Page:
When a business commits to upholding a specific social or environmental purpose, it is subsequently held to a higher standard than general LLCs or sole proprietorships that do not. This is where B Corp certification comes into play. In order to be recognized as a Certified B Corp, a business must meet the performance and legal requirements set by the nonprofit organization B Lab.

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The following is a brief primer of what’s entailed in becoming a Certified B Corporation:

  • Take the B Impact Assessment. Also known as the BIA, this is a free test that helps businesses measure and manage their social and environmental impact. Questions in the BIA allow test takers to assess what they can do to build a business that is better for its workers, community, and the environment. Businesses that genuinely want to become a Certified B Corp must receive a full impact report, which takes about two to three hours to complete, and receive a minimum passing grade of 80 out of a possible 200 points. What happens if you receive a passing score? You will then be scheduled in for virtual assessment review with a member of the B Lab staff. During this time, you may need to provide further documentation that demonstrates how your business will commit to its specific purpose.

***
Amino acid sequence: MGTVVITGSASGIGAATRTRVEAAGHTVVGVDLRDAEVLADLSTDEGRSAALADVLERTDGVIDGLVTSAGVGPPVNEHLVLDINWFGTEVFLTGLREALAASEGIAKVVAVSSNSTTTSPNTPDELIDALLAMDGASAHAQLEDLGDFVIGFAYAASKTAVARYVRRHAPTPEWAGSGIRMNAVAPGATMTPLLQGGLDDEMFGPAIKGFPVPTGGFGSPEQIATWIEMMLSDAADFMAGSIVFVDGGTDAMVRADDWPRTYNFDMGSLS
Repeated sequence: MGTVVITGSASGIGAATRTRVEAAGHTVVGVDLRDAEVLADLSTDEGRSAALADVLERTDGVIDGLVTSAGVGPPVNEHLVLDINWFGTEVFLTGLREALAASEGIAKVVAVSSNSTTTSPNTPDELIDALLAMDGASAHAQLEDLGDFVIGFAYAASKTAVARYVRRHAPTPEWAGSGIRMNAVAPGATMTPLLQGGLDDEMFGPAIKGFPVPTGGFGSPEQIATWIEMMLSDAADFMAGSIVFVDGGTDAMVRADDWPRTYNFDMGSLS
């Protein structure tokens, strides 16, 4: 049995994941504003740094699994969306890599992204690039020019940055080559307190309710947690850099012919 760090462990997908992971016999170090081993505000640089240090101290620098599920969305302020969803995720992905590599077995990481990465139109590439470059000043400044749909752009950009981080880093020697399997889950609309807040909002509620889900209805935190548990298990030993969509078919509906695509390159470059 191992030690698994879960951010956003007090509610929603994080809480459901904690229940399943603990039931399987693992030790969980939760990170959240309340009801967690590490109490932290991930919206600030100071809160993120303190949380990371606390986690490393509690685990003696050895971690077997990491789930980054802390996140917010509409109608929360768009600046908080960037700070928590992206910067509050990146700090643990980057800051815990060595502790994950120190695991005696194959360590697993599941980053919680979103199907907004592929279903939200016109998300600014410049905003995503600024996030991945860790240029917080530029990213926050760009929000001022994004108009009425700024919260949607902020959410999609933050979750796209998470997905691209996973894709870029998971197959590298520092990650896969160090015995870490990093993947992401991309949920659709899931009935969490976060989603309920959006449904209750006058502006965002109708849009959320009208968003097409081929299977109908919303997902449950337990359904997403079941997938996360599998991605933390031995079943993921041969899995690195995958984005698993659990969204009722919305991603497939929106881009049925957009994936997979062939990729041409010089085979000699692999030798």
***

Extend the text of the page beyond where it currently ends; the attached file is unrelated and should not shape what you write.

• Meet legal requirements. Certain changes may be necessary, especially if the business has incorporated under a different legal structure. You may need to adopt a benefit corporation status and update articles of incorporation before you can become a Certified B Corporation. If your business has board members or a legal counsel, they must also be notified as to whether there are any implications in making the shift. Board approval is necessary when becoming a Certified B Corp.
  • Sign the B Corp Declaration of Interdependence. By signing this declaration, businesses are committing to also “walk the walk” as a Certified B Corporation. Their corporation is purpose-driven and conducts business as it matters for people and places. As such, the business must not harm anyone and should benefit one and all.

Review—or revamp—your mission statement

The purpose and values of an organization may be found in its mission statement. This statement should clearly articulate what your business does for its customers, employees, and owners. It may even go further by saying what you do for the community and, ultimately, the world.